Once your risk management criteria have been identified and solidified in your trading plan, you need to think about all the management criteria of the trade. Ideally, you won’t be wanting to net a 1:1 risk to reward ratio in a trade. That would mean that whenever you risked £10, you profited £10 or lost the £10. The issue with this is the fact that your edge in the forex market will always be fairly small, so you need a good risk to reward ratio to be able to make consistent profits. With that in mind, a fairly standard industry practice is to take at least a 1:2 risk to reward out of the market. However, some traders like to ignore the target risk to reward and just find an area of price they think the market will move.
So, you need to consider either…
- Taking a fixed take profit based on risk to reward
- Taking profit based upon market movement
Both of these are completely valid ways to trade, depending on what your back testing shows you to be more profitable over the long term. Once you’ve decided that, you need to also consider when you should be moving to breakeven or if you’re going to move your stop loss to breakeven at all during a trade.
An Example Trading Plan
So, now if we compile all of our steps so far, we should have a skeleton trading plan to start our back testing. It’ll look something like this…
- Identify order block
- Identify higher time frame confluence
- Identify lower time frame entry point using price action
- Confirm fundamental analysis if possible
- Enter the trade with 0.25% risk, stop loss on the last high/low.
- Set a fixed take profit at 0.5% profit on account balance.
- Move the stop loss to breakeven once profit reaches 1:1 risk to reward.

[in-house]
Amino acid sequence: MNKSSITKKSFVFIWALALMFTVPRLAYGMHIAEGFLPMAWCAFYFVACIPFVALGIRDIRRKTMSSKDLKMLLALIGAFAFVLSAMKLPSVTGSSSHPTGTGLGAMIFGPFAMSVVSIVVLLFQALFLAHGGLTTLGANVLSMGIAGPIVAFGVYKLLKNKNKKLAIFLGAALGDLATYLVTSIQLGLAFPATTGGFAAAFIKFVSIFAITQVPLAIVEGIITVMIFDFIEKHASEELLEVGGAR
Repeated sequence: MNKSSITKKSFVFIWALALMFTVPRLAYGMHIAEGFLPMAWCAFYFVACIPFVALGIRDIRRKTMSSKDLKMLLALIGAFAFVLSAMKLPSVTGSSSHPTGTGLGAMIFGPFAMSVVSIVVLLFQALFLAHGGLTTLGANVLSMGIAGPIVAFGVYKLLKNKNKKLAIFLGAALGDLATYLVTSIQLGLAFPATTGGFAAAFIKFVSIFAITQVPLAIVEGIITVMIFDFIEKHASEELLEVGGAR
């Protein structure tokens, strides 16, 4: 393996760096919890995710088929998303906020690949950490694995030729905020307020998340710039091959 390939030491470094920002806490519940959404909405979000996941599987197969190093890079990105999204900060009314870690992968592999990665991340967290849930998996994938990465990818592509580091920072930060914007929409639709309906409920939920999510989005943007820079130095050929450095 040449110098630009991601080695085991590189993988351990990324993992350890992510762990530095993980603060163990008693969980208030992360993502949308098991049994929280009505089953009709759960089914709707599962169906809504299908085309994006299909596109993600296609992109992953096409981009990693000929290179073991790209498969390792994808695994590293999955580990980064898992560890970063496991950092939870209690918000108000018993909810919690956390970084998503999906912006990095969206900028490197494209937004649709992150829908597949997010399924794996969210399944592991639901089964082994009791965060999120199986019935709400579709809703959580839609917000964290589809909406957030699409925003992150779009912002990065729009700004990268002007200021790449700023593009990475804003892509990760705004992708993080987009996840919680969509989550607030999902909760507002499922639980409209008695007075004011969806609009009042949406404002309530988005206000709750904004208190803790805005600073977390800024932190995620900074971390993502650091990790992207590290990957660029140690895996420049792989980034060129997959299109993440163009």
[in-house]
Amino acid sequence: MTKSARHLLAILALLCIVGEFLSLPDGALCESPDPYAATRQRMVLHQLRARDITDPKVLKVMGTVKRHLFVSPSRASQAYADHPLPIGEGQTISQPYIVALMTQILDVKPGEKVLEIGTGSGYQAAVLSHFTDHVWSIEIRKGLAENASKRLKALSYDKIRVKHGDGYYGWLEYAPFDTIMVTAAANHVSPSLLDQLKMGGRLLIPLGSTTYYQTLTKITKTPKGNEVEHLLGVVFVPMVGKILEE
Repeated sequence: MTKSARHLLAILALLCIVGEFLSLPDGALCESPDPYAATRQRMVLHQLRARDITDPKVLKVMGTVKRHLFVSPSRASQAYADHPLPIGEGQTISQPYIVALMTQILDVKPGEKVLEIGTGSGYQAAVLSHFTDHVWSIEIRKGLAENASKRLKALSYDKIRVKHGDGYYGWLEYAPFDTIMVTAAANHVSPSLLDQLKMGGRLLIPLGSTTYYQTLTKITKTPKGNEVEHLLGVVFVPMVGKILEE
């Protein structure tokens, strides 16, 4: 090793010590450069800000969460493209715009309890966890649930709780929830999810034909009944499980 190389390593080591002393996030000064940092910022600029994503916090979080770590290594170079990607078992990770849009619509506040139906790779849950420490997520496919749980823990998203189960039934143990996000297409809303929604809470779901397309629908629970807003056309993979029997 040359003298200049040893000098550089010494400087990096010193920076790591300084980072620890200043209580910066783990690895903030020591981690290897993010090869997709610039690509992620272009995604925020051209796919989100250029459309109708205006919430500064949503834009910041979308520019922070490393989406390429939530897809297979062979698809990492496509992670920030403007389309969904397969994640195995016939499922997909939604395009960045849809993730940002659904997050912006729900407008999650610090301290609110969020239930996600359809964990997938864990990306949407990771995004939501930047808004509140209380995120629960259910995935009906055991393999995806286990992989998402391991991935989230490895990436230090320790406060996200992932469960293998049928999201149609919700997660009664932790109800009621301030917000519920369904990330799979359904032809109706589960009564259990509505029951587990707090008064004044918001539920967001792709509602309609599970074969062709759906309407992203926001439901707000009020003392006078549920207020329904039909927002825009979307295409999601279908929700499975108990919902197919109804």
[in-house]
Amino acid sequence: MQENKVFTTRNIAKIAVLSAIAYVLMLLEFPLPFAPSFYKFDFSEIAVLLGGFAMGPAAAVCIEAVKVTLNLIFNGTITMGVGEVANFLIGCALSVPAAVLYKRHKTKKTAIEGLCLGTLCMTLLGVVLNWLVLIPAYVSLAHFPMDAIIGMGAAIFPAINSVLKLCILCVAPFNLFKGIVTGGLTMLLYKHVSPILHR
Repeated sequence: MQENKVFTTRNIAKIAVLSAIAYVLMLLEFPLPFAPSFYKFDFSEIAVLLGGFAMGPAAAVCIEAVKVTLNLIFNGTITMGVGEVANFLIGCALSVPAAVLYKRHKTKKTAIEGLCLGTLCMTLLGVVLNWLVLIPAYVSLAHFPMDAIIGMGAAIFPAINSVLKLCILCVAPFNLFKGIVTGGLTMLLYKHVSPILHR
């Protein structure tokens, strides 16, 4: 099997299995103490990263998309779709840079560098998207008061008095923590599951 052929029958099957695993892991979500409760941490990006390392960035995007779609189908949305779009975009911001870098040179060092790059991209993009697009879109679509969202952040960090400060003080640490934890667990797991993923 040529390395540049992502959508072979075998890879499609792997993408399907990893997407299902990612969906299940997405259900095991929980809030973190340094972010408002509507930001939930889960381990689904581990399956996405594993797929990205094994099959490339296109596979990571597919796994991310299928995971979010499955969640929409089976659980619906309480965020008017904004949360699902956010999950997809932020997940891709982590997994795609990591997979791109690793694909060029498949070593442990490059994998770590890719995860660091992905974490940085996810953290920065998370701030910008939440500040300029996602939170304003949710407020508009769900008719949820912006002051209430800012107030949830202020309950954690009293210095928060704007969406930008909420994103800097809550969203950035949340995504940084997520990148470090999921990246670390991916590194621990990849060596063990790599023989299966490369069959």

- Extra condition – Do not trade during high-impact US news events.
- Extra condition – Do not trade on Fridays.
- Extra condition – Do not trade outside of London trading hours.
Next Steps – Back testing A Forex Trading Strategy
This is, of course, a very high-level initial trading strategy and isn’t ready for the live markets. Why? Because it has not been tested. Although a lot of the logic appears to be sound, that will not be enough when real trading capital is on the line. At this point, you need to start back testing the trading strategy and logging all trades in a spreadsheet. Look at all relevant data points, including:
- Time taken
- If you moved SL to breakeven at 1:1(for example) risk to reward, what was the outcome
- Entry criteria
- Duration of trade
- News during the trade
All of these data points will be crucial in helping fine tune the strategy. This can be done hundreds of times and various tweaks should be made to the trading plan until you are as profitable as possible, with the least amount of risk. In an ideal world, your trading plan should be so defined by this point that you could actually pay a freelance developer to code this into an EA. If that is possible, you’ll be able to back test thousands of trades in minutes and make a huge number of tweaks until you find that sweet spot.
In Conclusion – How To Create A Forex Order Block Trading Strategy
In summary, this is how you create a forex trading strategy for order blocks. This isn’t a finished strategy that is ready for live market trading, but it’s ready to be back tested and will give you a solid foundation to build on.